Banks will be required to declare bad loans earlier and book provisions for them sooner, under new Central Bank rules aimed at bringing the country's banking sector into line with international standards.
Lenders will be required to set aside provisions for non-performing loans each quarter instead of waiting until the end of the financial year, under the rules posted on the regulator's website today.
In addition, the regulations also mean banks are likely to declare non-performing loans every three months as well.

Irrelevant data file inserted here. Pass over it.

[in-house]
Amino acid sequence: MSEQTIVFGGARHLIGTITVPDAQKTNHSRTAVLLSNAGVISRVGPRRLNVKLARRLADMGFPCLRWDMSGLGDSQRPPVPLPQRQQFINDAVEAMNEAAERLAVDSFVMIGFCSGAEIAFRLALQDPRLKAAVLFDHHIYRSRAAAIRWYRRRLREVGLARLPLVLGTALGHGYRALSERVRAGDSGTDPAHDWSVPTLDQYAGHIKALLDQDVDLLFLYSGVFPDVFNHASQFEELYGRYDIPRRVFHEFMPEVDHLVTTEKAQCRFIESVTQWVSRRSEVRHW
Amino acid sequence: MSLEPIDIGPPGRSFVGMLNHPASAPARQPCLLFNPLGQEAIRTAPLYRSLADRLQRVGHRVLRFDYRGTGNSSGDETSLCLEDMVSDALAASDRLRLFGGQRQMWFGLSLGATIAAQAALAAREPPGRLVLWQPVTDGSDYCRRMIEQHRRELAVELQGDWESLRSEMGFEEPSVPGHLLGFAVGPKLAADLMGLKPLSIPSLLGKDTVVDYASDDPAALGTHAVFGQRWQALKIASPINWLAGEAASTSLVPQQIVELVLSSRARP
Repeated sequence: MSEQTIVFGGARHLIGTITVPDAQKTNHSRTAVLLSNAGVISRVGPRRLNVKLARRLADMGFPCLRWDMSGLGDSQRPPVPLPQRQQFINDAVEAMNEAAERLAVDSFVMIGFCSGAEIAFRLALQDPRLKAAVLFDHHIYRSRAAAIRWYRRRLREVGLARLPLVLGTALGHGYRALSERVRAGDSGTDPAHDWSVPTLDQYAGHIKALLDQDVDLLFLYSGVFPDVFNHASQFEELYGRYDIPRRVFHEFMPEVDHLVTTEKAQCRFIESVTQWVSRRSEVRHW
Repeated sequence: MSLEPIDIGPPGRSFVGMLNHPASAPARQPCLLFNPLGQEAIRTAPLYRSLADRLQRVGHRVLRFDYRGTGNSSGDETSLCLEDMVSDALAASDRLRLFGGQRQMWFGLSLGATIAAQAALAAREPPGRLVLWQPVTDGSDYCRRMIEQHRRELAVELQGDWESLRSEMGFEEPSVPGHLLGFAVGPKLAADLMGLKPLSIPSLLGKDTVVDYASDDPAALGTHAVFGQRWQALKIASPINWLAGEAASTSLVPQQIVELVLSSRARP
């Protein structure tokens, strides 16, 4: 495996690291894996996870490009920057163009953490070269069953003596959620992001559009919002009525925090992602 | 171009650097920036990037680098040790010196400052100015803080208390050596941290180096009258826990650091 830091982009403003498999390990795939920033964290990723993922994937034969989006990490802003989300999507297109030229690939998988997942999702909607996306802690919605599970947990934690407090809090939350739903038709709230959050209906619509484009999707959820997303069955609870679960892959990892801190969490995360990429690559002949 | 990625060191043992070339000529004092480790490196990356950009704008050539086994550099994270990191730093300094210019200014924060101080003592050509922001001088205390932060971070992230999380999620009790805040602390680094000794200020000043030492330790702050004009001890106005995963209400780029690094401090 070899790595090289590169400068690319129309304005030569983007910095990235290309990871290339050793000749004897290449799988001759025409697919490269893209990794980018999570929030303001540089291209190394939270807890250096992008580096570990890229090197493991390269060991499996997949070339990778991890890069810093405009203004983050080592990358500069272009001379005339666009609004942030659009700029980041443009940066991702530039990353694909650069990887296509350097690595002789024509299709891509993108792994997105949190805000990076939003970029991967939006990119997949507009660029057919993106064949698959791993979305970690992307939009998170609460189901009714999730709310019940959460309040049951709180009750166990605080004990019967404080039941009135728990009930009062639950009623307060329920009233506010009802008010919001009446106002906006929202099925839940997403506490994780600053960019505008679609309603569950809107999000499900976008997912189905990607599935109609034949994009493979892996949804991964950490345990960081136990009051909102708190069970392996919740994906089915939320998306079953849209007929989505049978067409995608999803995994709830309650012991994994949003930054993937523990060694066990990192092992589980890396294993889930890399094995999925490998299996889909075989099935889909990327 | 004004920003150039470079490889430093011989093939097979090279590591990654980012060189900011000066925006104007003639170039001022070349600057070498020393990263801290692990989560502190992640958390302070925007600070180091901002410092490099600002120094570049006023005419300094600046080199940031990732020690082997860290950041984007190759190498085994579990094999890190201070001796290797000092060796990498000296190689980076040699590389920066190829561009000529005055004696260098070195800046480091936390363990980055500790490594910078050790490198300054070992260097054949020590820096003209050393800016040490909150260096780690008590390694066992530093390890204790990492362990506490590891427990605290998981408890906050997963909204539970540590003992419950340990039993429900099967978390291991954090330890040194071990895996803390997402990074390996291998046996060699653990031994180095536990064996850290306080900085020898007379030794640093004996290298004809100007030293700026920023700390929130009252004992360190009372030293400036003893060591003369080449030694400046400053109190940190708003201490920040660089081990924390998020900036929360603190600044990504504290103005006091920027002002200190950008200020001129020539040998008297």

Banks will also have to book higher general provisions for unclassified loans and advances.
The requirements would "serve as a catalyst in depicting a truly realistic financial position of banks and other financial institutions," said the Central Bank in a statement.
The Central Bank is seeking to gradually align its regulations with international best practice after the global financial crisis.
Banks' profits were knocked by a rising number of non-performing loans linked to a downturn in the property market and job losses.